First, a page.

Dr Hans Sluga is William and Trudy Ausfahl Professor of Philosophy at UC Berkeley, and concerned about the health of our politics. I say our – his concerns are particularly American, but certainly not confined to America. In a recent interview with the gregarious host of Stanford’s Entitled Opinions, Robert Harrison, he extended his comments on the presidency of Donald Trump from a recent lecture Between Populism and Plutocracy. He was critical of both Trump’s populism and tendency to favour the wealth wealthy through tax breaks and reducing regulatory constraints, but particularly concerned with the real estate factor. ‘We have underestimated the political significance of real estate in our world,’ he said.
This imbalance of influence and power is borne of what Sluga calls an empire of disorientation, echoing for me at least Feuerbach / Marx and the condition of alienation. He used his experience in Hong Kong to back up the argument, not just the Donald Trump phenomenon. In Hong Kong, the property developers favour Beijing, because they don’t like to be subject to the whims of a democracy. Dictatorship is good for business there. The real estate business requires permits, easements, and the negotiation of zoning decisions. It requires the management and manipulation of government processes at local, regional and sometimes national level. That in a sense makes property developers very au fait with the workings of the State.
It applies to Ireland too, in such tragic ways. The country with a strong agricultural heritage, and politically born essentially of a land struggle, finds itself in 2017 still climbing out of an extraordinary property bubble that infected every part of the State. The Galway Tent came to represent corruption in Ireland. The debt the country bears today is that of speculative developers, over-confident banks, and other businesses whose failure derived from the bust. NAMA, the ‘bad bank’ established to mop up the dead loans and minimise the losses to the State, was designed in such a way that its success would depend on a reconstruction of the model that led to its creation in the first place.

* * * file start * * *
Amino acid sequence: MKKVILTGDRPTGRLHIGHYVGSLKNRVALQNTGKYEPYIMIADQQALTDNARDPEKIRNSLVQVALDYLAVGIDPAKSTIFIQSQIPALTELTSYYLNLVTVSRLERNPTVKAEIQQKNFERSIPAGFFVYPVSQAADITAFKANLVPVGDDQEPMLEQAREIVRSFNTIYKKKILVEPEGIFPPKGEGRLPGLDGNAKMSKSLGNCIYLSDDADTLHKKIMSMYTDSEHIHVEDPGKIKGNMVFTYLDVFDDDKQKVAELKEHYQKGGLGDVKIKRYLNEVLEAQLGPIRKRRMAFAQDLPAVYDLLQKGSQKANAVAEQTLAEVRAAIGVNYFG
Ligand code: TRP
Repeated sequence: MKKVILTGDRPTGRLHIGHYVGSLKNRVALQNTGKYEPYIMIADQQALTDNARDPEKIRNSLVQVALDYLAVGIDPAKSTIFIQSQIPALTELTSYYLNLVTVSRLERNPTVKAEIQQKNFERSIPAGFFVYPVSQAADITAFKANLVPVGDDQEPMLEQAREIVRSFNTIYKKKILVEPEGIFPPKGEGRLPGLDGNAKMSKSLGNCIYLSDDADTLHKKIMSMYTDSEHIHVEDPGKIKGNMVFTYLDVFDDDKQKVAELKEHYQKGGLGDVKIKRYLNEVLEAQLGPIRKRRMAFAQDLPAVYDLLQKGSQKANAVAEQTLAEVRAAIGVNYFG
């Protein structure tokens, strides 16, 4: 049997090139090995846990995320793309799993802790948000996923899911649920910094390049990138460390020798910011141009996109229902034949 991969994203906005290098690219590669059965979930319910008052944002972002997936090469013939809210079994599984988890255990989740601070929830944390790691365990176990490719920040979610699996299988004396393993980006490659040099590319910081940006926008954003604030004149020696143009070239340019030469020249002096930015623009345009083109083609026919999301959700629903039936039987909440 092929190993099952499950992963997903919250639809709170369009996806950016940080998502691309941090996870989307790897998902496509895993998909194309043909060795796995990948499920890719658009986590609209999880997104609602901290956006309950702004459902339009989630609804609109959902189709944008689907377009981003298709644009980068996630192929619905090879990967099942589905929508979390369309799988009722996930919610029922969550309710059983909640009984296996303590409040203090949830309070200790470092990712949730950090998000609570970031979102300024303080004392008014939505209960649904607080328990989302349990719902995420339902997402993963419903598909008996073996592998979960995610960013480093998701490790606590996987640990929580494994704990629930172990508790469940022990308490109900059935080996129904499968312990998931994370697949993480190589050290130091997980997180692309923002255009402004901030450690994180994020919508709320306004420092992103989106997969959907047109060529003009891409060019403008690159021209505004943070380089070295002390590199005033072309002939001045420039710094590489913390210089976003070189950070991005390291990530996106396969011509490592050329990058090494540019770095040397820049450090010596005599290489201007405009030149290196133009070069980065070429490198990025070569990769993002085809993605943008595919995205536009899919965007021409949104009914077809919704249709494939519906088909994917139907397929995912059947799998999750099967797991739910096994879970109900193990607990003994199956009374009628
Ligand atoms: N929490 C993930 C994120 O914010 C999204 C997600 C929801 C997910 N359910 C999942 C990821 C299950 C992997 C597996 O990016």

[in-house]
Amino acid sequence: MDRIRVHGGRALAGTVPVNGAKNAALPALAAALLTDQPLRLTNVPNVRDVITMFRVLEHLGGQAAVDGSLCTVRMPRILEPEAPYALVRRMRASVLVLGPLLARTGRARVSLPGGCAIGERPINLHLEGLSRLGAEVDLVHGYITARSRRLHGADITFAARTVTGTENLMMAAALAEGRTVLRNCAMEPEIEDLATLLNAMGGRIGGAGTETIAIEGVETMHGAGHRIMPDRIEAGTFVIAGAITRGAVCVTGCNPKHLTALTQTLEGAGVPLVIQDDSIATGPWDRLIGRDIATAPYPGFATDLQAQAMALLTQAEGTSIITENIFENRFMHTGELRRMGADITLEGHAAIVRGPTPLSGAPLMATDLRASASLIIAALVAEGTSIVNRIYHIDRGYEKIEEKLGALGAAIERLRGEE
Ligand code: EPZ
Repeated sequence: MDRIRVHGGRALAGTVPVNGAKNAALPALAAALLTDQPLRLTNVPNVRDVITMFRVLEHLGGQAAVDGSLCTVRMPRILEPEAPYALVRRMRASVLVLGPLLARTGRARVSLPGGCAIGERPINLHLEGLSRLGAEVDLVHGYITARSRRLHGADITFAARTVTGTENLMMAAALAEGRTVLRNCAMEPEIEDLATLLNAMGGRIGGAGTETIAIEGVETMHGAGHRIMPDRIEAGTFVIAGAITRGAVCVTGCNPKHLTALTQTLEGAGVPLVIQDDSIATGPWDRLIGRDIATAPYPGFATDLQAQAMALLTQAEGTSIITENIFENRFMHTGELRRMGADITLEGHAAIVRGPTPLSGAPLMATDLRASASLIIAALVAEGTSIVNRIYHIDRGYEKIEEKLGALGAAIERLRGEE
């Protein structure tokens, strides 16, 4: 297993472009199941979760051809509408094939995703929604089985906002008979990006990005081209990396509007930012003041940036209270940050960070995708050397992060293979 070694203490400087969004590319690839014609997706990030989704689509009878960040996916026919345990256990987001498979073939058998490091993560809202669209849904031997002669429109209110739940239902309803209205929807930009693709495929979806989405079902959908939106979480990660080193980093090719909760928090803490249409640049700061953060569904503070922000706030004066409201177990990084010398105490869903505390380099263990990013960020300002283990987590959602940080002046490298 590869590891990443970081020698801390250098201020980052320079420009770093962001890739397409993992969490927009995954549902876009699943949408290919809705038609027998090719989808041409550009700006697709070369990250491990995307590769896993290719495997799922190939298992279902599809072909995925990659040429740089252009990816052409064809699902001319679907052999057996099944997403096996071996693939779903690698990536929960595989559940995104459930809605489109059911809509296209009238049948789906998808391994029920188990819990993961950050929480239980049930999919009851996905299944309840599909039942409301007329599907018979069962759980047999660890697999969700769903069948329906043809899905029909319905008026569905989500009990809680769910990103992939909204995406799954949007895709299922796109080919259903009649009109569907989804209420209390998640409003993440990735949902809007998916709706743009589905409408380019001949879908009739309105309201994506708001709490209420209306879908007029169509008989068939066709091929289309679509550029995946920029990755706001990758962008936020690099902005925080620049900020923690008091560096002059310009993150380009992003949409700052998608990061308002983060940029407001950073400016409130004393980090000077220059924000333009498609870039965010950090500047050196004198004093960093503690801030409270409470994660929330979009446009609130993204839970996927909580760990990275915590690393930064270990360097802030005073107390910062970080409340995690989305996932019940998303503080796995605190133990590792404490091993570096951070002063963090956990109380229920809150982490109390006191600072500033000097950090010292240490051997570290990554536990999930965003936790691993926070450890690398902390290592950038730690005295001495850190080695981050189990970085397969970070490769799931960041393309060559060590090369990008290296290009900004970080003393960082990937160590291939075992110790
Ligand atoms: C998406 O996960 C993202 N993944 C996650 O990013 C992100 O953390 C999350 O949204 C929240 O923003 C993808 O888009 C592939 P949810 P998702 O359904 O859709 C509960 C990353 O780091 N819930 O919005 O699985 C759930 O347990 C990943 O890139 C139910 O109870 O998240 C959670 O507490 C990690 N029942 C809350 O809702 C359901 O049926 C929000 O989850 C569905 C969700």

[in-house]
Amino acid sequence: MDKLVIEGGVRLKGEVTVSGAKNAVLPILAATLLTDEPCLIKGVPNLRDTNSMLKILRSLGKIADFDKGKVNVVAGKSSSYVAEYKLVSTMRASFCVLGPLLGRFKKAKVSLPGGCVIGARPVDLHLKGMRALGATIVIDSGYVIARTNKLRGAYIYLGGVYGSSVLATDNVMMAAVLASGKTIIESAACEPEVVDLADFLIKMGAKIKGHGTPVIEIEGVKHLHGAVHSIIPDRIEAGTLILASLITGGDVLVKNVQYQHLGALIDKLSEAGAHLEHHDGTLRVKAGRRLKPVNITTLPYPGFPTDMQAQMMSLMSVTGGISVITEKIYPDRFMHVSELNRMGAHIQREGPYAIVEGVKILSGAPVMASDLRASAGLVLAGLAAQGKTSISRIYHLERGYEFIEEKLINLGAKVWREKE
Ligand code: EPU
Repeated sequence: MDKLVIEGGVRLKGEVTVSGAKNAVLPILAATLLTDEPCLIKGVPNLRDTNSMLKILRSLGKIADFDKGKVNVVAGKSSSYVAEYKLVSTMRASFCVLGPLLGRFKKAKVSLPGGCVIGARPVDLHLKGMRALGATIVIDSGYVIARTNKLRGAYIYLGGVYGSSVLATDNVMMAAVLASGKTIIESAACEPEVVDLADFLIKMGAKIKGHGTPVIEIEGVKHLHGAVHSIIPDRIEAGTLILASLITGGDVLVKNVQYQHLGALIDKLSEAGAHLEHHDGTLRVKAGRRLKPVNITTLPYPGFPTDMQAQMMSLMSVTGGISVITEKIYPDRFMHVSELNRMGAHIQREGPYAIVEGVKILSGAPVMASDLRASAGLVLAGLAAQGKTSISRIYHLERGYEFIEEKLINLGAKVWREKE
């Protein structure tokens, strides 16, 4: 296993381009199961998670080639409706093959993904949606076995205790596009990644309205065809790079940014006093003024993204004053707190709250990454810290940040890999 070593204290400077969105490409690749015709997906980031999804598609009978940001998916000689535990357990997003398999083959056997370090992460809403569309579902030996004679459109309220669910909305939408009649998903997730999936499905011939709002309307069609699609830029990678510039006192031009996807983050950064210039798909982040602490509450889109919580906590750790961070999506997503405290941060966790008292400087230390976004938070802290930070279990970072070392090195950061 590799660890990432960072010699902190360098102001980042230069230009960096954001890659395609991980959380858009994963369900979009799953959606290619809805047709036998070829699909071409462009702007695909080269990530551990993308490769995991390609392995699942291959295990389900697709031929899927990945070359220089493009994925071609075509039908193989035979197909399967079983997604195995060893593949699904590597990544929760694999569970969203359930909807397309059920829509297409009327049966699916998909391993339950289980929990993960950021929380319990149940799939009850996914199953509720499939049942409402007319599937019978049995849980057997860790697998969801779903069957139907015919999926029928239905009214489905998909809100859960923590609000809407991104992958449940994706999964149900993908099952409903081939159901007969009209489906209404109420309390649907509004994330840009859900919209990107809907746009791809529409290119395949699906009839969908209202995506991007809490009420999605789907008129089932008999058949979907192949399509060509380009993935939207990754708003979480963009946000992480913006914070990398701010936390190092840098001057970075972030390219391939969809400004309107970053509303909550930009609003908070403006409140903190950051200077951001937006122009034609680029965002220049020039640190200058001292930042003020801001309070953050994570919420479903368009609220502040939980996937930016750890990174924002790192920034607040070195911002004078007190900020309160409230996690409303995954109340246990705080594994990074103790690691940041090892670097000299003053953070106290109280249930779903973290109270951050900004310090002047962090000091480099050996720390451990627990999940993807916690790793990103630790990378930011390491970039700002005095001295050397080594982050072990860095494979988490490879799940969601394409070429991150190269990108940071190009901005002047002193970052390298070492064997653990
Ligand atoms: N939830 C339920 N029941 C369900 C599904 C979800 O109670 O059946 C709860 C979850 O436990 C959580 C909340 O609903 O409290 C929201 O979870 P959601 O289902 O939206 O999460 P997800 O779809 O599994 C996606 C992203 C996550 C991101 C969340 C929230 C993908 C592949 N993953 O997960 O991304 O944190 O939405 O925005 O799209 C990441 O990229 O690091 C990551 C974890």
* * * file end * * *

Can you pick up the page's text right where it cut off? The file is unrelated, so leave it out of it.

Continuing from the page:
And still, the wounds deepen. This morning a man was killed in a fire in a building originally designed as a single house, converted into eight separate flats. Homelessness is now pervasive, and despite two separate ministers being dedicated to addressing the problems since May 2016, the homelessness rates have increased. Rent scams assail young students looking for accommodation. The Construction Industry Federation in a mixture of glee and horror complains that a parking spot costs €100,000 in Dublin to build.
From Donald Trump’s America, to Xi Jinping’s China, Leo Varadkar’s Ireland – there is a thread that is common to our States, and it is real estate. It monopolises the attention of government. It is certainly true to argue that neoliberalism rejects the non-economic realm, or – perhaps more accurately – denies any State relevance outside the economic sphere. In turn, real estate as an asset class disproportionately influences the vitality or otherwise of the economy, particularly at the heart of the major city, where State-power-politics actually happens. The focus however remains a choice to be made, a strategic determination. It doesn’t appear to be healthy, either for the democracy, or for its subjects.